That is what tax justice seeks to achieve.

Continue Reading »


Deepwater Horizon: Grassley letter to BP

Tax Justice Network

Following our blogs about BP’s damaged oil rig being offshore in more ways than one, we are intrigued to see this letter sent by Senator Grassley to the chair of BP.

It contains the following questions:

  • “The Deepwater Horizon rig is operating under the flag of the Marshall Islands. I would like to understand if this shelters BP from rigorous oversight.”
  • Please explain the benefits/drawbacks of having an oil rig off the coast of the United States flying under the flag of a foreign country. Specifically, how does this affect safety inspections, taxes, and royalty payments?
  • Please provide a list of all BP oil rigs operating in the Gulf of Mexico and flying under the flag of a foreign country. Please provide the name of the oil rig, its distance from the United States coast, and the name of the country under which the rig operates.

And these two:

  • Please provide an accounting of all tax breaks and/or subsidies that BP received from the Federal Government for the Deepwater Horizon rig in the Gulf of Mexico. The time span of this request covers January 2005 to the present.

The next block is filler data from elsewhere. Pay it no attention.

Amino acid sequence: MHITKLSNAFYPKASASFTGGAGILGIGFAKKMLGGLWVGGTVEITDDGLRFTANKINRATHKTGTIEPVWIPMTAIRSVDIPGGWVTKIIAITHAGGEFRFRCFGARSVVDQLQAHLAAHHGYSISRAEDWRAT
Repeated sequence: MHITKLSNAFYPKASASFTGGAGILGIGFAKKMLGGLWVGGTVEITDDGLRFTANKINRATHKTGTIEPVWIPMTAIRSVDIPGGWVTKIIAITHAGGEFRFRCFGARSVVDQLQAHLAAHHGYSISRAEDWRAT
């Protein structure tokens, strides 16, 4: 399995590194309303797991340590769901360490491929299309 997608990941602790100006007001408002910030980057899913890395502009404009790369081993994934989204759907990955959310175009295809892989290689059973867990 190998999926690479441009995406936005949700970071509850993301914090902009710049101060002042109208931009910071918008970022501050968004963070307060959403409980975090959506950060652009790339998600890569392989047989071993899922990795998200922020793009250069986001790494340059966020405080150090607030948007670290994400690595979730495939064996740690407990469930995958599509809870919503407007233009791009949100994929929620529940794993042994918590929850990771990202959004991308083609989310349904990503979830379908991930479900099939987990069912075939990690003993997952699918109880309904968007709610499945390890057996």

• Please provide an accounting of royalty relief that BP has received for offshore oil drilling in the Gulf of Mexico. The time span of this request covers January2005 to the present.

Transocean, which owns the rig, received a similar letter.

Interesting . . .

(Hat tip: ataxingmatter )

Continue Reading »


Global Witness welcomes new government’s promises of reform on corruption, aid, the environment and civil liberties

Clark Gascoigne

From Global Witness:

The programme for government published today by the UK’s new coalition includes commitments and pledges in several of Global Witness key campaign areas. “Having lobbied hard for change on illegal logging, libel reform, aid transparency and white collar crime during the last parliament, we welcome these promises and anticipate swift and meaningful action on each count,” said Global Witness Director Charmian Gooch.

Libel reform: